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  1. namaste is offline
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    Posted On:
    7/06/2008 10:27pm


     Style: BJJ, Judo

    --
    Hell yeah! Hell no!

    Questions regarding upright rows and chinups

    Upright rows:

    I love them, but the interwebs and my masseus says they are bad for my shoulder. What is an alternative exercise to work traps/neck/all that stuff?

    Chinups (pronated grip):

    If I do them with a very wide grip, does it exercise a certain muscle more than if I do them with a shoulder wide grip? if so, which one? and which is a better option? I like doing them wide but it means I can't do as many.
  2. TheRuss is offline
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    Posted On:
    7/06/2008 11:04pm

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    Hell yeah! Hell no!
    I wasn't even sure what an upright row was, so I looked it up on ExRx... kind of a high pull minus the pull. They've got a note about them:

    Upright Row Safety

    A shoulder width grip is suggested when performing the upright row. The greater internal rotation required for a close grip upright row decreases the subacromial space (area between the greater tubercle of the humerus and acromioclavicular joint). This may potentially impinge the supraspinatus tendon and the subacromial bursa (a protective sac of fluid cushioning the bone from the tendon). A wider grip allows for more space between the shoulder joint and the head of the humerus allowing for more clearance of the underlying structures. For the same reason, when performing a one arm upright row, keep the elbow pointing directly to the side, instead of angling it slightly to the front. The subacromial space as well as other biomechanical and biometric factors vary from person to person so some individuals may be more prone to complications while others report no problems performing the narrower grip upright row. Also see Over Generalizations.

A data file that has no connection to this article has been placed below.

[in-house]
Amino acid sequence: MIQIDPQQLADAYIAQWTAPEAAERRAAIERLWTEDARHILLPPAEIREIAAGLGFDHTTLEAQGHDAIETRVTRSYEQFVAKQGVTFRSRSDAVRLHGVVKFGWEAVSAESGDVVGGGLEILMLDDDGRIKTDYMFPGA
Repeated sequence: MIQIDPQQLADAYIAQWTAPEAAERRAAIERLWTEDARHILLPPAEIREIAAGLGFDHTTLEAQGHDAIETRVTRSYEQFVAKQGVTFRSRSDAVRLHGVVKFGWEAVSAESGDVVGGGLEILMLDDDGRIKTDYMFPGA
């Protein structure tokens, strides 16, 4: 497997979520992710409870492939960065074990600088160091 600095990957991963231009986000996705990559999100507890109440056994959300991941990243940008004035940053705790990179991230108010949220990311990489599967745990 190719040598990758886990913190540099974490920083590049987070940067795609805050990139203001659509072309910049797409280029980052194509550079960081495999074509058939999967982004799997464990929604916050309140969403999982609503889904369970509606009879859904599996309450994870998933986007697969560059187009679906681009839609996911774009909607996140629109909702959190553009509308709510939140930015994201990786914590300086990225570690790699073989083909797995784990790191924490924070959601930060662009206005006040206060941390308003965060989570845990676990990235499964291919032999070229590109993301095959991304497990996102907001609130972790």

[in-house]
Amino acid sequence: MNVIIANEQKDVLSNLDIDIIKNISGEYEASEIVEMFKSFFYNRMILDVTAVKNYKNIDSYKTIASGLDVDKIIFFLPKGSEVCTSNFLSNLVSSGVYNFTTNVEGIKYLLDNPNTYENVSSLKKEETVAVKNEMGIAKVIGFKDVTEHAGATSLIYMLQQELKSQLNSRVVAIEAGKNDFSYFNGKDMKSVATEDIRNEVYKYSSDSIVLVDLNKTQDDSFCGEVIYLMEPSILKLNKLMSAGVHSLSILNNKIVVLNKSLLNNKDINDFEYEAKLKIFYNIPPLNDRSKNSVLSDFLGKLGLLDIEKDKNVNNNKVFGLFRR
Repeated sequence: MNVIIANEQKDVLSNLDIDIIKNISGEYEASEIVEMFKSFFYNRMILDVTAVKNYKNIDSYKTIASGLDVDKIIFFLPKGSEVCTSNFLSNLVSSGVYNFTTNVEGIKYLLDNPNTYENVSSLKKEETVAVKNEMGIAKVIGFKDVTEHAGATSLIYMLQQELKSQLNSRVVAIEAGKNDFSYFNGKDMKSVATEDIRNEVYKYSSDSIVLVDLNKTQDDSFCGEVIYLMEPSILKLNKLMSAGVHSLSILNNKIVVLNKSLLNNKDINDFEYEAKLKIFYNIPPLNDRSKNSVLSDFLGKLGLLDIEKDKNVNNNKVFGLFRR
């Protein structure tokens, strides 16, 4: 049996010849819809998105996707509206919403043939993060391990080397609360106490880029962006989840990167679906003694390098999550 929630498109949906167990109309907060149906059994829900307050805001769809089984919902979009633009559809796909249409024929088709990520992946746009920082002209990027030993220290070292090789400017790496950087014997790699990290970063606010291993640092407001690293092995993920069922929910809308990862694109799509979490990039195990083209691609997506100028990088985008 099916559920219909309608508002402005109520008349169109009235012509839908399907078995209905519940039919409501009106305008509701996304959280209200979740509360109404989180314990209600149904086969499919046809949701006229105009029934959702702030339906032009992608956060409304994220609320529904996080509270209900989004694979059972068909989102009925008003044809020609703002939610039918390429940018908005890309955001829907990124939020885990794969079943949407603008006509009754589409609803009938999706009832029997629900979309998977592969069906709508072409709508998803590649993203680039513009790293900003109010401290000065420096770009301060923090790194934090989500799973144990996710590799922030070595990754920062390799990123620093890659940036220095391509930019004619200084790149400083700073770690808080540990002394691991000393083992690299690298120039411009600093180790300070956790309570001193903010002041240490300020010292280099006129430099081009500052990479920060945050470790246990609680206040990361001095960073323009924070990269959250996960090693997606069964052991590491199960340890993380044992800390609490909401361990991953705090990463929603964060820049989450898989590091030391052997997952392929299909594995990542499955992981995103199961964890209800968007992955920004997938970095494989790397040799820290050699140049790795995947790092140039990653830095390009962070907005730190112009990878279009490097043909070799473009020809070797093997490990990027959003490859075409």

Alternatives for upper traps that keep the shoulder in neutral position: dumbbell shrugs or trap bar shrugs (if you have the bar for them).

    Lateral raises or shoulder press might involve the traps as well, although ExRx says only middle and lower traps, so your mileage may vary.